Alpinism has a pricey entry fee. Today’s equipment uses cutting edge technology, and is extremely expensive. A complete kit, with light ropes, clothing and tools, could cost anywhere between Rupees two to three lakhs. Perhaps this is why we see Indian mountaineers wearing ill-fitting clothing and carrying ice axes manufactured more than 20 years ago. This is a significant barrier to alpinism, which only the most privileged few can afford.

To bring Indian alpinism to the world standard, we must remove inherent privileges as enablers to alpinism. Even in 1969, Madgavkar had made the same argument, and suggested that the latest climbing equipment be made available to Indian climbers in places like Darjeeling, Gangtok, Joshimath, Manali or Sonamarg. Unfortunately, the latest equipment is still not even available at the IMF stores in New Delhi.

Once this barrier is overcome, actual expeditions become cheaper, as there is no need to hire HAPs, and alpine style expeditions are typically much faster than siege-style climbs.

Our strengths

Our primary strength is, of course, an unparalleled access to the Indian Himalaya. In terms of area, we have more than either Nepal or Pakistan, and we also have the highest number of unclimbed peaks. Western climbers who attempt peaks here must, for logistical reasons, focus on only one objective every year. They do get around this, but the same rules do not apply to us. We must use this to our advantage, and make it our mission to climb as many unclimbed peaks as possible.

Secondly, I see the prodigal strength of the mountain people as a great reservoir. Our focus on stamina and load carrying ability is a great base to build on – technical skills are much easier to obtain! Physical prowess has never been our problem.

The way forward

To move forward, I propose two avenues that we must all travel simultaneously.

The first is the training and formation of a core group of mountain guides. These guides can come from mountain communities in Uttarkhand, Ladakh, Himachal and Sikkim. They should be trained and certified according to the standards set for mountain guides by the IFMGA and UIAA. This will ensure that local mountain peoples are the first to benefit.

In countries with an established mountain guide heritage, it is mountain guides that push the limits and set the standards.

The second proposal is to set a national objective to climb the unclimbed peaks in the Indian Himalaya. This will ensure livelihoods of people currently working in the field, as this does not negate commercial expeditions that depend on Sherpa and fixed-line support.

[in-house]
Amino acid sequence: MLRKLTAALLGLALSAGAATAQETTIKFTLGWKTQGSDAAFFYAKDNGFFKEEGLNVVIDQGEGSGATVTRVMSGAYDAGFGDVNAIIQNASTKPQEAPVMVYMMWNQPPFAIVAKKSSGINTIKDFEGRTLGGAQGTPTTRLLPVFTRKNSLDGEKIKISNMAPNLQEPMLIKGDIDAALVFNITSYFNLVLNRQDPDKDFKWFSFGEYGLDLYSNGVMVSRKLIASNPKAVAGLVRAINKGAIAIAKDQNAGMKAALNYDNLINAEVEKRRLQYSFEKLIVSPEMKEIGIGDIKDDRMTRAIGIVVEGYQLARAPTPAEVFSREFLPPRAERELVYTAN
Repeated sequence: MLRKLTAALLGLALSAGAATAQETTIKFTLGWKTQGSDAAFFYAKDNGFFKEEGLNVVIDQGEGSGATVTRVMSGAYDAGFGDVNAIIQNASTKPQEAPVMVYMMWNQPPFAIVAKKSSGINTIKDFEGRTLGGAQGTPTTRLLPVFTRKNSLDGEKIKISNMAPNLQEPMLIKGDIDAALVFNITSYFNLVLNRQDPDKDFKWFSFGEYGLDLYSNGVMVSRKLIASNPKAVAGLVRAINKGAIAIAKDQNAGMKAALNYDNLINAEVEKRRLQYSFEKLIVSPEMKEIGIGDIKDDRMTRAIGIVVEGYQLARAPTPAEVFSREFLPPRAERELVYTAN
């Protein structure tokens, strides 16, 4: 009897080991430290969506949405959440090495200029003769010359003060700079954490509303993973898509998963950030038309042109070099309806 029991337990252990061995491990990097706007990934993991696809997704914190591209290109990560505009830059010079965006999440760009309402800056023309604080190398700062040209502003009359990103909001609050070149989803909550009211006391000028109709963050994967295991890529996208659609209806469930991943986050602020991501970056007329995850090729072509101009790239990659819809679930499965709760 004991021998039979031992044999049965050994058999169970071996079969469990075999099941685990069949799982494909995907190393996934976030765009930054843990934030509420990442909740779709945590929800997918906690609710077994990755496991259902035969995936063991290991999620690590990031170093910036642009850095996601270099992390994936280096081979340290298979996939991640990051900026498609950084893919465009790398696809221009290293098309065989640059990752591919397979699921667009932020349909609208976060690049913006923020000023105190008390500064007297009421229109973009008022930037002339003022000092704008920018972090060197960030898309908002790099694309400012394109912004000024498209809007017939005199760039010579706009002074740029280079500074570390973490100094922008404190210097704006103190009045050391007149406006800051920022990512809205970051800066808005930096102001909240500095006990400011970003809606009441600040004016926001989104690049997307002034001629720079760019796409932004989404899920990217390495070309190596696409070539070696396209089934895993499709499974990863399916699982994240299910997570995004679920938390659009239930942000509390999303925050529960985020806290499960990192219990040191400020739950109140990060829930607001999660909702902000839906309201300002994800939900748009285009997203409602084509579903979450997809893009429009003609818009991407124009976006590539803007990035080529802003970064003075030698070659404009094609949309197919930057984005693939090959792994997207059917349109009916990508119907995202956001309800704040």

Mt. Latu Dhura in the Kumaon Himalaya

Bharat Bhushan struggles up the steep, soft face of Mt. Latu Dhura in the Kumaon Himalaya. Along with Karn Kowshik, this is Bharat’s second attempt on the peak - the team was turned back from the summit ridge by bad snow conditions (Karn Kowshik)

I will end this article with a quote that I could not dare to make. It was stated in 1969 by Madgavkar, who said, “The present pernicious and utterly demeaning system of subsidized expeditions must be condemned and abandoned, for it is contrary to our traditions and it has failed to develop either climbers or guides.”

A young Indian alpinist reflects on all that is necessary to make alpine style climbing a reality in India.

About the Author

KARN KOWSHIK is a journalist turned mountaineer. He guides treks and climbs for a living, and climbs only in the alpine style. He is based out of Bhimtal, Uttarakhand.



  1. Cerro Torre is in Patagonia, located on the border between Argentina and Chile. After Cesare Maestri’s claim to the first ascent of Cerro Torre in 1959 was met with disbelief and incredulity, he returned to the face in 1970 to prove he could reach the top. But he did so at the expense of the mountain – using up to 400 bolts, a bolt ladder, and a compressor-powered drill. Maestri’s approach to the face thus sparked one of the most infamous debates in the mountaineering world. Is the point reaching the top at any expense, or is it to prove one’s skill, grit, and perseverance, as an alpinist would argue? The face continued to court controversy and spark debate until David Lama’s 2012 ascent. With bolts being removed and reinserted, and film crews and foreigners laying claim to the face, the Cerro Torre captures, both physically and symbolically, divergent approaches to climbing.